Pursuing Environmental Justice

We all have a right to live, work, and play in a safe and healthy environment regardless of race, color, national origin, or income.

Low-income communities of color across the United States often face disproportionate burdens of exposure to pollution. They are also burdened with higher rates of illnesses associated with environmental contaminants compared with the rest of the population. These groups are far more likely to work with industrial agents that increase cancer risk, have less access to institutions that protect them, and suffer disproportionately from exposures to harmful chemicals where they live. Reducing disparities in exposures to environmental contaminants and promoting environmental justice ensures that everyone has the opportunity to live a long, healthy, and productive life.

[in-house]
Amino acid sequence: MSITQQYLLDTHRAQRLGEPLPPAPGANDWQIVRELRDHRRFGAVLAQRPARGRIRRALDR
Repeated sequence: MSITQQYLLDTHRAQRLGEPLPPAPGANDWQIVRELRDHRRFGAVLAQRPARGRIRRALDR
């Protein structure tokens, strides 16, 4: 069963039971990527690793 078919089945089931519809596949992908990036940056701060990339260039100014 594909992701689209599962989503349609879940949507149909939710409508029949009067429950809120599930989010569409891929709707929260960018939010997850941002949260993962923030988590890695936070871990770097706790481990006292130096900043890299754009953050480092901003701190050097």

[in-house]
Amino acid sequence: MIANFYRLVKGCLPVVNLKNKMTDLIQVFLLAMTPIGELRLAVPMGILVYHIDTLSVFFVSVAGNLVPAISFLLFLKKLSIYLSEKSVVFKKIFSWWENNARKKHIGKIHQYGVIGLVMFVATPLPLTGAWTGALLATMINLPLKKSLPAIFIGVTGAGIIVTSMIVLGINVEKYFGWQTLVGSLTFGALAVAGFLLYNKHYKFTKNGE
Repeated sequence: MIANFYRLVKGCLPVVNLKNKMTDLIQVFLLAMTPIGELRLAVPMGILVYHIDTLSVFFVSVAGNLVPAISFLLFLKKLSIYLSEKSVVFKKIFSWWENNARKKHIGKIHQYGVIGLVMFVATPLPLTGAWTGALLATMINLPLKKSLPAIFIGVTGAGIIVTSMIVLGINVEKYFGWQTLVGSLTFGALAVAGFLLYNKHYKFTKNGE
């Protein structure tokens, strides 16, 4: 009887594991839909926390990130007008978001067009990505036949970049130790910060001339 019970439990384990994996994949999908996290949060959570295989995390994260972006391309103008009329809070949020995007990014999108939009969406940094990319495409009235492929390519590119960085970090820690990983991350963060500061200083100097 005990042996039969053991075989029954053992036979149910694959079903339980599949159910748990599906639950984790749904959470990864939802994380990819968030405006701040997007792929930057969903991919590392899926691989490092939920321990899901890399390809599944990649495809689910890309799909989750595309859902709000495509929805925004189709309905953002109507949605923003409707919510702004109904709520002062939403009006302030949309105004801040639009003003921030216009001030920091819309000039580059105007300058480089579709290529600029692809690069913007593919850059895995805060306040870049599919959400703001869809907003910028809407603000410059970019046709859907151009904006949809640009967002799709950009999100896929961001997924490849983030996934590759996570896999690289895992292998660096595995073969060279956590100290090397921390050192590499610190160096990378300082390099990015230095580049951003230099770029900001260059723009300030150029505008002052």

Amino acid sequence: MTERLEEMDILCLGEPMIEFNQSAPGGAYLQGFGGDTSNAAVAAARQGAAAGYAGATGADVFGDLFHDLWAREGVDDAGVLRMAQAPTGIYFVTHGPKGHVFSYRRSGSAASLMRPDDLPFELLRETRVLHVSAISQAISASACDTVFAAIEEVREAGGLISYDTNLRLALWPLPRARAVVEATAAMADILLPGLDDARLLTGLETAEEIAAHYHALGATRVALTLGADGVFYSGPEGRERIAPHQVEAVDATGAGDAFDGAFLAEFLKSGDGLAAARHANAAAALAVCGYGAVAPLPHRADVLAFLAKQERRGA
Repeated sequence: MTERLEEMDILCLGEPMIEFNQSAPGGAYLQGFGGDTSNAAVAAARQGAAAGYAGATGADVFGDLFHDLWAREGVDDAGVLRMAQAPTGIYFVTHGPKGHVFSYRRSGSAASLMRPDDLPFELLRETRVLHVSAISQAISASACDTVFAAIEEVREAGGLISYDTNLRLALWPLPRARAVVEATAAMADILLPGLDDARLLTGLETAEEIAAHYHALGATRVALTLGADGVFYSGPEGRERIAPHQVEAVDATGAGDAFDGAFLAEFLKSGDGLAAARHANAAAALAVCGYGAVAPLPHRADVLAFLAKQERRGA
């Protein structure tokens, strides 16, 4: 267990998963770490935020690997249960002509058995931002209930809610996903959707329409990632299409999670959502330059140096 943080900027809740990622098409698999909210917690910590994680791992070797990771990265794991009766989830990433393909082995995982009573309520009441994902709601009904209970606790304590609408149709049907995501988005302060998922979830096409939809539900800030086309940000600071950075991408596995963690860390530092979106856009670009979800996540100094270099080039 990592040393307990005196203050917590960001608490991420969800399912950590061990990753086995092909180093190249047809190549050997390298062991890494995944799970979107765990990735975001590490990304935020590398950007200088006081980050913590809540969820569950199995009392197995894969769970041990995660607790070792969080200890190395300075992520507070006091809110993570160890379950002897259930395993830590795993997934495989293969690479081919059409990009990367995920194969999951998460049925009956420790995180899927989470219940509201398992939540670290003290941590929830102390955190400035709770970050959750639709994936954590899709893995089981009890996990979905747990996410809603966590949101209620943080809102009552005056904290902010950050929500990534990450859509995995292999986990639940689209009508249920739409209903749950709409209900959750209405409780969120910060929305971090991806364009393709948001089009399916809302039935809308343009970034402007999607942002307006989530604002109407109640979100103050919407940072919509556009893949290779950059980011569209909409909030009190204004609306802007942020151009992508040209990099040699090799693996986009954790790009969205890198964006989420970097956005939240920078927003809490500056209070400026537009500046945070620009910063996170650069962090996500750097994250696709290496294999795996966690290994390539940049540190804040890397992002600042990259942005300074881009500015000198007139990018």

Related Projects

The goal of the Lead and Healthy Homes project is to evaluate the effectiveness of lead hazard control programs at reducing other chemical hazards, including exposures to pesticides, allergens, and endocrine disrupting chemicals.

We are investigating endocrine disrupting chemicals in consumer products used by Black and Latina women to better understand how exposures contribute to health disparities.

We are investigating whether low‐income and minority communities in the U.S. have higher levels of contaminants in their drinking water. 

Our Household Exposure Study in Northern California was the first comprehensive analysis of endocrine disrupting chemicals (EDCs) in low-income, minority homes, and the first study to test for large numbers of EDCs outdoors.